There is a notion in the quest for a fundamental understanding of the physical world that I wish to challenge. It is the idea the infinities are bad and should be avoided at all cost. It seems to be one of the main justifications for string theory. Perhaps that is why so many people still believe that string theory is the best candidate for the fundamental theory that would explain everything.

Leave aside the idea that we’ll ever have such a theory of everything. In my view any fundamental understanding of nature, as represented in terms of some mathematical formalism would necessarily incorporate and successfully deal with infinities. The idea that one can impose some fundamental cutoff scale that would render all calculations finite is in my view contrived. The Planck scale is a hypothetical thing that has never and will never be established as a scientific fact.

It is true that we never observe an infinity in any experiment. So all predicted observables must be rendered as finite values. That does not mean that the formalisms that produce these quantities would be free of such infinities. It only means that such infinities must cancel when the formalism is used to calculate physical observable quantities.

Infinities appear in calculations of fundamental physics because the degrees of freedom at the fundamental level occupy sets with infinitely many elements. The number of elements is represented by the cardinality of these spaces.

A simple example to show how such an infinity shows up is to consider the real line. It has an infinite number of points. It is said to have the cardinality of the continuum. Now consider a very simple function which is equal to one for every point on the real line. When we integrate this function, we effectively measure the length of the real line, which is infinite. Mathematical calculations involving infinities present serious challenges. They tend to give ambiguous answers. These infinite cardinal numbers obey cardinal arithmetic in which various operations applied to a cardinal number give back the same cardinal number. Therefore mathematicians always avoid things (functions) that would give infinities. Most functions on the real line would integrate to an infinite result. Discarding all such functions, we end up with a much smaller set of functions that are now well defined in the sense that they integrate to finite results.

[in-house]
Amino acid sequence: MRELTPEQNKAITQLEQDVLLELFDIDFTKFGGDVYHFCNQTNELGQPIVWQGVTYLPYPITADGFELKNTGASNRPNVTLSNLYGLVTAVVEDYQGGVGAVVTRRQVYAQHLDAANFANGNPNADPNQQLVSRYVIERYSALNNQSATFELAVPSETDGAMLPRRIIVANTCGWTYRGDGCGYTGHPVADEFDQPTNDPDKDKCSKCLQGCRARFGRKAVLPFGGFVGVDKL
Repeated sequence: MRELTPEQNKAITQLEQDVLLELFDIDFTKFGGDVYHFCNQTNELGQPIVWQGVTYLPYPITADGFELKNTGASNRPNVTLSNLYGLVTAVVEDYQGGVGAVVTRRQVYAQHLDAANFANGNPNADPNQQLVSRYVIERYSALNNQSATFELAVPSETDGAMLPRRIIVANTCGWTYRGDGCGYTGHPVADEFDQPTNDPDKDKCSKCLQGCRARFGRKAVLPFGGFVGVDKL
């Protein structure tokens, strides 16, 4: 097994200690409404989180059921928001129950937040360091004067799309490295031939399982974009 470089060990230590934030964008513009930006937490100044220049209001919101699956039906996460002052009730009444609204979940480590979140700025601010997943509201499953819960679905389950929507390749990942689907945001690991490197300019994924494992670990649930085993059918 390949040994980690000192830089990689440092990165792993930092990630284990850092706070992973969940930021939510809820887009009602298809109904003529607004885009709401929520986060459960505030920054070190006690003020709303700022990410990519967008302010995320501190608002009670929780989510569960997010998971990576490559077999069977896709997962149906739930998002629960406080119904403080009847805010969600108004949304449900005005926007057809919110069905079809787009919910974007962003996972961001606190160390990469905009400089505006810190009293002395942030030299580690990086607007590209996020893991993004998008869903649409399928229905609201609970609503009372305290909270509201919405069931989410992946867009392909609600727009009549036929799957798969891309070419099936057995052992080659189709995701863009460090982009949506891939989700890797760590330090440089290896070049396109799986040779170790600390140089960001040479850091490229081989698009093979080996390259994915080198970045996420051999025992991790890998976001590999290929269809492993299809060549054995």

In fundamental physics, we not only deal with functions on the real line, but with functions on multiple real lines. In fact, we end up with functions on infinitely many real lines. It becomes even harder to avoid infinities in this case. You can imagine that if I had a function on the real line that integrates to a finite number, say 2, then the integral of a product of infinitely many such functions would produce 2 to the power of infinity. So, results that involve infinities are ubiquitous in calculations in fundamental physics.

One way that people try to avoid these infinities is with a process called regularization. It is a process whereby the degrees of freedom is somehow reduced or the integrals are truncated with some cutoff. At the end, the quantity that represents the cutoff or the reduction in degrees of freedom is allowed to grow back to infinity. Provided that this quantity has somehow cancelled during the calculation, this limit will not change the answer. One can argue that the process of regularization is a way to apply ordinal arithmetic (the arithmetic of ordinary numbers) to cardinal numbers. Hence, one can forgo the regularization process and just keep careful track of the cardinal numbers in the calculation to ensure that in the normal process of preforming the calculation as if everything is finite, these cardinal numbers would cancel. Sometimes, however, it is necessary to perform a limit process at the end in which the answer becomes finite when the quantities that represent these cardinal numbers are allowed to go to infinity.

This type of operation is what I would expect to see in a fundamental theory. Not some contrivance that magically removes all cardinal numbers from entering the calculations in the first place.